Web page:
Resources: What You Can Do

Resources for Improving Long Island Sound’s Health

You can help improve the Sound’s water quality, get trash off your favorite beach, and restore vibrant life to your local rivers!

Here are some easy ways to incorporate Sound-friendly practices into your daily life:

Cutting Fertilizer Use

  • Encourage your town, school, golf course, or club to reduce their fertilizer use.
  • Help stop algae blooms and dead zones by eliminating or reducing fertilizer use. When purchasing fertilizer, look for the zero: a “0” in the middle of a label means it’s phosphorous free. This free brochure is a great guide to choosing Sound-friendly fertilizers.
  • Instead of using commercial fertilizer, allow yard waste like leaves and grass to compost into valuable, nutrient-rich soil for lawns and gardens.

Keeping Harmful Bacteria Out of the Sound

  • Take care of the wastewater on your property—pump out your septic system every 3-5 years or have your sewer line inspected for cracks. Make the needed repairs to keep your system in good working order.
  • If you see or smell sewage leaks or overflows, report it to local authorities and the Soundkeeper right away. Learn more about how to recognize and document sewage leaks.
  • Be a considerate pet owner—never throw pet waste into storm drains or into rivers, streams, or coastal waters. Pet waste contains bacteria that can cause disease.

Stopping Litter and Chemical Dumping

  • Join a Save the Sound river or coastal cleanup. Removing trash and debris from your favorite beach or waterway protects wildlife, water quality, and beachgoers.
  • Be a responsible boater: never dump trash overboard! Recycle plastics and glass containers and keep them out of our waterways.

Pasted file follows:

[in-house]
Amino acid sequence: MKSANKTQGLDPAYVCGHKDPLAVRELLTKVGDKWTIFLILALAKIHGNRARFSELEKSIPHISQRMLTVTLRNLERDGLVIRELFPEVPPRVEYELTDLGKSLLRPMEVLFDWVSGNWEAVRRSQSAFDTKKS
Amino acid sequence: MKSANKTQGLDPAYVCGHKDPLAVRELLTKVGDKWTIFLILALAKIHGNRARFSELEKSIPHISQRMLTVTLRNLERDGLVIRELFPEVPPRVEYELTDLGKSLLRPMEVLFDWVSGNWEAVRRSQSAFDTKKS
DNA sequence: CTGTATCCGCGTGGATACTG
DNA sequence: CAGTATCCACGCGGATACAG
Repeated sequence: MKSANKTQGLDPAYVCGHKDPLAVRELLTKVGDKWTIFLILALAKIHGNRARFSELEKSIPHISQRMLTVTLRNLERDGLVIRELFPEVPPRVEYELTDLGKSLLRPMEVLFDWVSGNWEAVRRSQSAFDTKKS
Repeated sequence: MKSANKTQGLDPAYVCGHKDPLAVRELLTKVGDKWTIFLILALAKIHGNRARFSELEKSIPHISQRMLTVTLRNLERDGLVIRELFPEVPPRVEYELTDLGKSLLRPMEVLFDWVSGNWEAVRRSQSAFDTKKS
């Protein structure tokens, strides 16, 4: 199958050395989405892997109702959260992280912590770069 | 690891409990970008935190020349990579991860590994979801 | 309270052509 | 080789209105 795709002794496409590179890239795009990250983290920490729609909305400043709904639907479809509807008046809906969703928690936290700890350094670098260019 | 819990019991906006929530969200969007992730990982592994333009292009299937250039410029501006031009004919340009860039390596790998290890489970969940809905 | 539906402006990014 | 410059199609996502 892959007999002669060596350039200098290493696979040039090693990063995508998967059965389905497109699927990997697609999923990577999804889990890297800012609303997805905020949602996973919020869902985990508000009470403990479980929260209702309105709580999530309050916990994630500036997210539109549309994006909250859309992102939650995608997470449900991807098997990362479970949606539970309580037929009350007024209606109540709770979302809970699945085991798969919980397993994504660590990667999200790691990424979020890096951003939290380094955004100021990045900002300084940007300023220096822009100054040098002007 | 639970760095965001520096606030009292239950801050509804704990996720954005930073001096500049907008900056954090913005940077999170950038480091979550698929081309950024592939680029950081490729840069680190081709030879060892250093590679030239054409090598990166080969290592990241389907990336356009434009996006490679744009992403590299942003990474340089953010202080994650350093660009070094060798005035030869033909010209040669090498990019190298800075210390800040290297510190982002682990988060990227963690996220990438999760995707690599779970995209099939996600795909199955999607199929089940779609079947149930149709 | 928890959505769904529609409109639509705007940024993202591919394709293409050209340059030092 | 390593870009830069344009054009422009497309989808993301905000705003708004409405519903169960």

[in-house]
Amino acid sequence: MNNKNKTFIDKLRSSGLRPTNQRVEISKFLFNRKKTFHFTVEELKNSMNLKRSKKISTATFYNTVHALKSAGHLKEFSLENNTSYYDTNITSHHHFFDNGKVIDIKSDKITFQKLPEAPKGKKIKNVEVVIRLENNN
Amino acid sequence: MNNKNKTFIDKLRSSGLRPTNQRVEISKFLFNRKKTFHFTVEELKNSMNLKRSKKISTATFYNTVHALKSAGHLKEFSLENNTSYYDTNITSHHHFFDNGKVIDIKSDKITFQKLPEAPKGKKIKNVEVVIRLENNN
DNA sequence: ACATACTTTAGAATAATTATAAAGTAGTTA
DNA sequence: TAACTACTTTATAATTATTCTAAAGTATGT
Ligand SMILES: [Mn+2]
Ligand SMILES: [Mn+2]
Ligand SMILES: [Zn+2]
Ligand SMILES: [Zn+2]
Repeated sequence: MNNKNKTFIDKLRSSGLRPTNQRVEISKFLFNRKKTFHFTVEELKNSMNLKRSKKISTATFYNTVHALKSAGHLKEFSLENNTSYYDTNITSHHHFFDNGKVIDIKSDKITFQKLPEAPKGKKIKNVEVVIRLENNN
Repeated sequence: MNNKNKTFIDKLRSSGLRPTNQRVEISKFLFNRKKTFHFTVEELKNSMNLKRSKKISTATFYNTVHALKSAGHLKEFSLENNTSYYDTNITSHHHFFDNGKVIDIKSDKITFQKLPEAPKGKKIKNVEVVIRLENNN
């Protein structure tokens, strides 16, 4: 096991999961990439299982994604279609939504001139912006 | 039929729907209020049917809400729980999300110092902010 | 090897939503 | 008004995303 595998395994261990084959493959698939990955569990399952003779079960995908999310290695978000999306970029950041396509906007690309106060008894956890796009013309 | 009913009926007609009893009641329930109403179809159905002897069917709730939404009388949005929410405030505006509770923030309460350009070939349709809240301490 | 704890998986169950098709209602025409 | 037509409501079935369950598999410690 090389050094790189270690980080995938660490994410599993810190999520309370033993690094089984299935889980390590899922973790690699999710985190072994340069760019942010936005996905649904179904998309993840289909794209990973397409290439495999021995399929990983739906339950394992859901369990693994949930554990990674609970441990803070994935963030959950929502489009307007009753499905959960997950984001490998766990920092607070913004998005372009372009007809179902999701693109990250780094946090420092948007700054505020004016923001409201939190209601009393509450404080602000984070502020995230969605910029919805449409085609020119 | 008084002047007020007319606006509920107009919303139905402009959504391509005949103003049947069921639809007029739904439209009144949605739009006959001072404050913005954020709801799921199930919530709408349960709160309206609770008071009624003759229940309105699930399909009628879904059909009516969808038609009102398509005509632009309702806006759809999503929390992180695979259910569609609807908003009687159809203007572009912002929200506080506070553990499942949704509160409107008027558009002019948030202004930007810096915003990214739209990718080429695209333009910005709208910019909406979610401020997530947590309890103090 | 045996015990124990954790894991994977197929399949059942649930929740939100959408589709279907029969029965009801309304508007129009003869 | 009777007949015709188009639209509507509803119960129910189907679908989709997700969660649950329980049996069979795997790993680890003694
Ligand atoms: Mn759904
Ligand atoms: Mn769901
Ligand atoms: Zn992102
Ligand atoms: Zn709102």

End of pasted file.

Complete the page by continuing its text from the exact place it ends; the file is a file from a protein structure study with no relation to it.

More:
• Properly dispose of harmful chemicals, pharmaceuticals, and household grease and oil. Your municipal government can tell you where to drop off hazardous materials for safe disposal.
  • If you see illegal dumping into a storm drain or waterway, report it to local authorities and the Soundkeeper.

Planting to Restore Habitats and Filter Stormwater

How a bioswale works
  • Join us for riverbank volunteer plantings at dam removal sites or create a buffer of native plants along stream banks in your community or on your property. This prevents erosion, filters water flowing into rivers, and provides food and shelter for wildlife.
  • Help Save the Sound fill a rain garden or bioswale near you with native plants that will filter pollutants out of stormwater naturally, help prevent flooding…and look beautiful while doing it.
  • Check out our dedicated green infrastructure site at www.reducerunoff.org for a huge set of inspiring resources—including how to install your very own rain garden at home!

Using Water Resources Wisely

  • Watch your water use at home—get leaks fixed, turn off taps when you’re not using them, and consider installing a rain barrel to collect rainfall for watering your garden or washing your car.
  • Managing drinking water is critical for human health. Check out our new Connecticut State Water Plan website, developed in partnership with Rivers Alliance, to learn how Connecticut’s plan for managing public drinking water, industrial water use, and rivers will affect your community.

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Thursday, January 17, 2019
Join us for the Clean Water Westchester symposium to learn about the future of water reclamation in Westchester County.

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